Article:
2. Postmodern fiction suggests that to re-write and to present the past in fiction and in history is to open it up to the present, to prevent it from being conclusive. Ex. Susan Daitch¡¦s L. C. There are two historical reconstruction and two translations of Lucienne¡¦s ending. (110).
  3. The rewriting history is also problematic.
  4. To take the film about Chekhov¡¦s Journey as example, the actor begins to alter

    the dates of verifiable historical events, moving the Tunguska explosion from

    1888 to 1908. Then, the film became a projection of "a choas of unhistory." (110).

  5. History and fiction are not the same even though they share social, cultural,
ideological contexts, as well as formal techniques. [Hayden White sees

historiography as emplotment.]

    1. Paul Veyne signals the two genres¡¦ [history and fiction¡¦s] conventions: selection, organization, diegesis, anecdote, temporal pacing, and emplotment but they are not ¡§the same of discourse¡¨ (111).
    2. Novels incorporate social and political history to some extent, though the extent will vary; but history only emphasis its historical development.(italic is added by me, 111).
  1. Postmodernism deliberately confuses the notion that history¡¦s problem is verification, while fiction¡¦s is veracity. (112).
    1. Both forms of narratives are signifying systems in our culture.(112).
    2. Both are Doctorow¡¦s modes of ¡§mediating the world for the purpose of introducing meaning¡¨ (112) [It is necessary for us to make meanings that historiographic metafiction reveals.]
V. The assertions and characteristics of historiographic metafiction:
  1. Historiographic metafiction suggests the continuing relevance of [fiction and fact] such an opposition. (113).
  2. Historiographic metafiction both install [inscribes] and then blurs the line between fiction and history. Ex. From the classical epic, the Bible to the assertion and overt of postmodern fictions.
  3. The differences between historical novel and historiographic metafiction:
  1. Historical novels present the generalized and concentrated microcosm. However, it is difficult to generalize about historiographic metafiction because history plays a great number of different roles, at different levels of generality, in its various manifestations. (113).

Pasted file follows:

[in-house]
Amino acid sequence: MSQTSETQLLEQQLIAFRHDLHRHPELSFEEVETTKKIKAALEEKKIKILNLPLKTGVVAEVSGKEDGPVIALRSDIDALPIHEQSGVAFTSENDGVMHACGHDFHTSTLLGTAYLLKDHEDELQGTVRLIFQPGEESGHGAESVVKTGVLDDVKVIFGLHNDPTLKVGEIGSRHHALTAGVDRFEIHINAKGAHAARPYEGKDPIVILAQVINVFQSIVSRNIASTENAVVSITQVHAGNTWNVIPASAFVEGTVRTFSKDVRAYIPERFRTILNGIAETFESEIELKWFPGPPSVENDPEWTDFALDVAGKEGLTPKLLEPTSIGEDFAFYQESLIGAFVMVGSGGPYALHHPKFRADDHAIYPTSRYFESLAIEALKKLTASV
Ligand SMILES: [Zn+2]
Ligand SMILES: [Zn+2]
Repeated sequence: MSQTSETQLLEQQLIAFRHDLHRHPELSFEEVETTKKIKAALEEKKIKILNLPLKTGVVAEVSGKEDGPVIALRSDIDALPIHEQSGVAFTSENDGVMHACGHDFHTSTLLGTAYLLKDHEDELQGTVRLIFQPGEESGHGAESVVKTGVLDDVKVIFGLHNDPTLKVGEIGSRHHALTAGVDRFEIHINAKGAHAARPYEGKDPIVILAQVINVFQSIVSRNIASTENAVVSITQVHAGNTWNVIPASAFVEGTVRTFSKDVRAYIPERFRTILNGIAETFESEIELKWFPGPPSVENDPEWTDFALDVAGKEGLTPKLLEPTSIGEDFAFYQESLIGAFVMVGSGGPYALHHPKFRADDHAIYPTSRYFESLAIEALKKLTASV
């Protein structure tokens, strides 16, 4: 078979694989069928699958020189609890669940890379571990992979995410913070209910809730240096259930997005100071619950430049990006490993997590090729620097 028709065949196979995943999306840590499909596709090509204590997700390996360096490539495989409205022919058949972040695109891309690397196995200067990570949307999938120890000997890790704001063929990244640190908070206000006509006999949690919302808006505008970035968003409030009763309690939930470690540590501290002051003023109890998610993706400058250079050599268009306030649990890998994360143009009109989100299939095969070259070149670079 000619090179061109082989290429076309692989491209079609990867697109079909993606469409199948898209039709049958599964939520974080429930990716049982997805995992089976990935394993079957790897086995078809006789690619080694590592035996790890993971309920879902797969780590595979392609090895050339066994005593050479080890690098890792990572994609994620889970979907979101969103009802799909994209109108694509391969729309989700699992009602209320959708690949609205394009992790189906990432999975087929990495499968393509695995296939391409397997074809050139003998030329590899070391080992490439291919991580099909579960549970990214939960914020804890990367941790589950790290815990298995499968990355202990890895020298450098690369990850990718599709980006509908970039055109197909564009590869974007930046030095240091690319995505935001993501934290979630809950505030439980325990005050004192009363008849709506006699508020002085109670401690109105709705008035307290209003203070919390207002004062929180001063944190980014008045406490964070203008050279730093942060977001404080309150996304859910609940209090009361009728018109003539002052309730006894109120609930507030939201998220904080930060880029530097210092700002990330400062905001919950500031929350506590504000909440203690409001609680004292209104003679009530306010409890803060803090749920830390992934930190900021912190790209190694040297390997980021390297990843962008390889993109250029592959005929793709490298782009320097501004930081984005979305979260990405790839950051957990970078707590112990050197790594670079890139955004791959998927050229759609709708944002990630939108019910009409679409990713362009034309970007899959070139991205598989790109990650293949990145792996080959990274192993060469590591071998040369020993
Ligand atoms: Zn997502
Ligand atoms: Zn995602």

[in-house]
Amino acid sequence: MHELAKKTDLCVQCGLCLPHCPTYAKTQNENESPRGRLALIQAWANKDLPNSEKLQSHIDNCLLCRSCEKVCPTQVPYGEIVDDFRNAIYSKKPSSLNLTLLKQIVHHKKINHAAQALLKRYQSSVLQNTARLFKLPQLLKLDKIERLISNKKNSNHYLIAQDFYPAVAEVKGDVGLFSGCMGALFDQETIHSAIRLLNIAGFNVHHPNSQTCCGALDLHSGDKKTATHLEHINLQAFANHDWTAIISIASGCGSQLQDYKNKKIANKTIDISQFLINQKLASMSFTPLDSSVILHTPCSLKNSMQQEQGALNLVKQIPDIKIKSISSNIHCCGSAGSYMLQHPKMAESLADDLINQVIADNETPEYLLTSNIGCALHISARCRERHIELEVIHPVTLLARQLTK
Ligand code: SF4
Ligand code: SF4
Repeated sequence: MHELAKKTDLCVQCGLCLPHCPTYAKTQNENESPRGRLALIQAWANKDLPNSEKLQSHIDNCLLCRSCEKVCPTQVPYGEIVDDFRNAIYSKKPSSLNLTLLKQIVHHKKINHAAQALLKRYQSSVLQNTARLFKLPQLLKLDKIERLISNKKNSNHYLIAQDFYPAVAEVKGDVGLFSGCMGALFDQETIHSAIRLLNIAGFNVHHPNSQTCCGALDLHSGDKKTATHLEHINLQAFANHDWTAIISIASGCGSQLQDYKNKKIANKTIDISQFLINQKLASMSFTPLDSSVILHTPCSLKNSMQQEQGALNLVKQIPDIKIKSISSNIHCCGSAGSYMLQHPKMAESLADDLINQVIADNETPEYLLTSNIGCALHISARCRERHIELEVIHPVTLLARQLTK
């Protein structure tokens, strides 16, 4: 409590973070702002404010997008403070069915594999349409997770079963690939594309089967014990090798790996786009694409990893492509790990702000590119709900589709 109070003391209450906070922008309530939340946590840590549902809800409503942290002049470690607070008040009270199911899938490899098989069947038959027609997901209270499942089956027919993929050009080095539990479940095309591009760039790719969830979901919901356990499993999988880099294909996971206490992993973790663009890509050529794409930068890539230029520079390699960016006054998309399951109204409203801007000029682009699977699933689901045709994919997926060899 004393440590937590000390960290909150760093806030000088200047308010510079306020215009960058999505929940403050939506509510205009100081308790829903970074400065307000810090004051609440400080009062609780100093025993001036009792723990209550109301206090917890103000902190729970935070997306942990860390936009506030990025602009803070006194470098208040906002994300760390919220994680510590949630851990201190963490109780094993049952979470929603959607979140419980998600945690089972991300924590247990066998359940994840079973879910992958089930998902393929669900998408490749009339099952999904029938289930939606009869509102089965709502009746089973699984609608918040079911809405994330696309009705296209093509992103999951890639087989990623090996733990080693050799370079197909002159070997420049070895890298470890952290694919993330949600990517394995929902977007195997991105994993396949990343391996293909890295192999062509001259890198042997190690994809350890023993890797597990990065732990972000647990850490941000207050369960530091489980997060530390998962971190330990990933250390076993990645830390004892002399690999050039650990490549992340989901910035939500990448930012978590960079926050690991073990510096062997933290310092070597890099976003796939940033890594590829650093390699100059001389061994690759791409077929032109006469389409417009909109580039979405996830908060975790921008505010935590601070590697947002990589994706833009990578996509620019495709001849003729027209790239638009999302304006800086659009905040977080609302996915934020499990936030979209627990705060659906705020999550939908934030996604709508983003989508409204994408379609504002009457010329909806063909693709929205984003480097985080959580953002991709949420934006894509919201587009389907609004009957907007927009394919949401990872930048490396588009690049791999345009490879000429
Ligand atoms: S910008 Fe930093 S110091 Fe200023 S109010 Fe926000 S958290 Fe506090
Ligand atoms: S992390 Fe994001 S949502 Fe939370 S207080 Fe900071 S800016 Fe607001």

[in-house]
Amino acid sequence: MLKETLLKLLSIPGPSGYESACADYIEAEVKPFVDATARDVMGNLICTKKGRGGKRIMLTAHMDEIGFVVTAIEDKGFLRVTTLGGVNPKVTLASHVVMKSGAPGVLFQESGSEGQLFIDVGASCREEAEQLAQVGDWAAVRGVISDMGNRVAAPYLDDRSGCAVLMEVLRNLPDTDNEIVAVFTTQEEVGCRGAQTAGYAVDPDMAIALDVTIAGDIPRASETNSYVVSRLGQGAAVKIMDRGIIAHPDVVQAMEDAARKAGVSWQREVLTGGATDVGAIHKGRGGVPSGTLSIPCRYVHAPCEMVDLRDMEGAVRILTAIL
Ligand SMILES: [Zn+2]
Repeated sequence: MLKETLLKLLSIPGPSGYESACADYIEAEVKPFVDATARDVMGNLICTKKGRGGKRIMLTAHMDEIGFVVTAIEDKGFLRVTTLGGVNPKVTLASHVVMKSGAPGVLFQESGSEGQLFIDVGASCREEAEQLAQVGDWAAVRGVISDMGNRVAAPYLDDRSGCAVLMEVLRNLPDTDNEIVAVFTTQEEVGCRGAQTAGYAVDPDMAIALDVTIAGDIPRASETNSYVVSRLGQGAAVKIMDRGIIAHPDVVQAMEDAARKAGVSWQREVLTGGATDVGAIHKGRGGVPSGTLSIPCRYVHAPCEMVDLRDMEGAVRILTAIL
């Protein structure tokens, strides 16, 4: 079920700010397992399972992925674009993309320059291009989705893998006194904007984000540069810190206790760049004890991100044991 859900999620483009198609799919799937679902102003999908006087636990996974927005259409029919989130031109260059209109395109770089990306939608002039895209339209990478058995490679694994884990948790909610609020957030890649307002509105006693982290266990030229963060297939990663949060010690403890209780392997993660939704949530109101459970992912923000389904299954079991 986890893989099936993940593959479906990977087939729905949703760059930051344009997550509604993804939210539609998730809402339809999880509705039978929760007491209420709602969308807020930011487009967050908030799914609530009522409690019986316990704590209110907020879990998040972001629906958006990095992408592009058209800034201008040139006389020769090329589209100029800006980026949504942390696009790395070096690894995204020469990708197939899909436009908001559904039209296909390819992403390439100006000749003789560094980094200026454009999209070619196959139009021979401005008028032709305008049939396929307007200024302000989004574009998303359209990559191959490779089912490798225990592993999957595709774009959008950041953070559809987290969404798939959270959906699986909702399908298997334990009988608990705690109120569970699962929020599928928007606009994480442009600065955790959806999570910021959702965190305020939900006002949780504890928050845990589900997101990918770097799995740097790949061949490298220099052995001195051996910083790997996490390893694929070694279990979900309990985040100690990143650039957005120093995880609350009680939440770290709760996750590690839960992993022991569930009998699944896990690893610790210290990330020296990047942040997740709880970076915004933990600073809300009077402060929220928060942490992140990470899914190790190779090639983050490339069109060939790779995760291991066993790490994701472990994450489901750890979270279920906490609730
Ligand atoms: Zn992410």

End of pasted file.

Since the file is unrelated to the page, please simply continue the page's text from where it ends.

2. Three differences-- Lukacs¡¦s belief the three major defining characteristics of historical novel:
Historical Novel Historiographic Metafiction 
The protagonist should be a type. The protagonists are anything but proper  
The accuracy or even truth of detail is  

Irrelevant in order to achieve historical faithfulness: usually assimilates the data to lend a feeling of verifiability..

Two different ways to contests this: 1.plays upon the truth and lies of the historical record. 2 use historical data but rarely assimilate such data.
Historical personages are secondary roles as if to hide the joins between fiction and history in a formal and ontological sleight of hand. The metafictional self-reflexive novels pose that ontological join as a problem: how do know the past and what can we know of it now?

VI. The issues about the interaction of historiography and fiction are the nature of
identity and subjectivity, the question of reference and representation, the
intertexual nature of the past, and the ideological nature of past.

  1. The nature of identity and subjectivity: We do not find a subject confident of his/her ability to know the past with any certainty. (117). Ex. Midnight¡¦s children: nothing survives the instability caused by the rethinking of the past in noon-developmental, non-continuous terms. (118). Postmodernism both installs and then subverts traditional concepts of subjectivity. (118).
  2. The intertexual nature of the past:
    1. Parody is one of the postmodern ways of literally incorporating the textualized past into the text of the present. (118).
    2. Postmodern intertextuality has a desire to close the gap between past and present of the reader and a new desire to rewrite the past in a new context. (118).
    3. Postmodern novels teach that both fiction and history actually refer the first level to other texts: we know the past only through its textualized remains. (119).
  1. The new questions about reference: "To which discursive context could this language belong? To which prior textualizations must we refer?"¨ Postmodern art suggests that there is no presence, no external truth which verifies or unifies but there is only self-reference. Historiographic metafiction self-consciously suggests this, but then uses it to signal the discursive nature of all reference. (119).
  2. The ideology of postmodernism while regarding history: "every representation of the past has specifiable ideological implications."¨. [The postmodern ideology is paradoxical for its claiming and denying its own truth, for questioning the history it seeks to reconstruct, for critiquing the ideologies it is influenced by ]. It is part of the postmodern ideology not to ignore cultural bias and interpretative conventions and to question authority-even its own. (121).